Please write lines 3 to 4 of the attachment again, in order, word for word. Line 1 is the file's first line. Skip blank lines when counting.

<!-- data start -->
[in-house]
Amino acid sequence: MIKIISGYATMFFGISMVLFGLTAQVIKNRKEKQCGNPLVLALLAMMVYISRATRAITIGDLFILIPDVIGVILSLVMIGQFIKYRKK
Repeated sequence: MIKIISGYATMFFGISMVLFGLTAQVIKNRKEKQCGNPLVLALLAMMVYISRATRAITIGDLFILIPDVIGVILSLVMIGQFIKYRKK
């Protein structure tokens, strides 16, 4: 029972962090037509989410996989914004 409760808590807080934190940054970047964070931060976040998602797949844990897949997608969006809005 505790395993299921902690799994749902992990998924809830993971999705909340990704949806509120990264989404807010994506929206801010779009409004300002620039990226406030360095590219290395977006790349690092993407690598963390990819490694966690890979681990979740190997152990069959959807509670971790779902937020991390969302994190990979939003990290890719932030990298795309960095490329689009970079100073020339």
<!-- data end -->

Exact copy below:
Repeated sequence: MIKIISGYATMFFGISMVLFGLTAQVIKNRKEKQCGNPLVLALLAMMVYISRATRAITIGDLFILIPDVIGVILSLVMIGQFIKYRKK
């Protein structure tokens, strides 16, 4: 029972962090037509989410996989914004 409760808590807080934190940054970047964070931060976040998602797949844990897949997608969006809005 505790395993299921902690799994749902992990998924809830993971999705909340990704949806509120990264989404807010994506929206801010779009409004300002620039990226406030360095590219290395977006790349690092993407690598963390990819490694966690890979681990979740190997152990069959959807509670971790779902937020991390969302994190990979939003990290890719932030990298795309960095490329689009970079100073020339």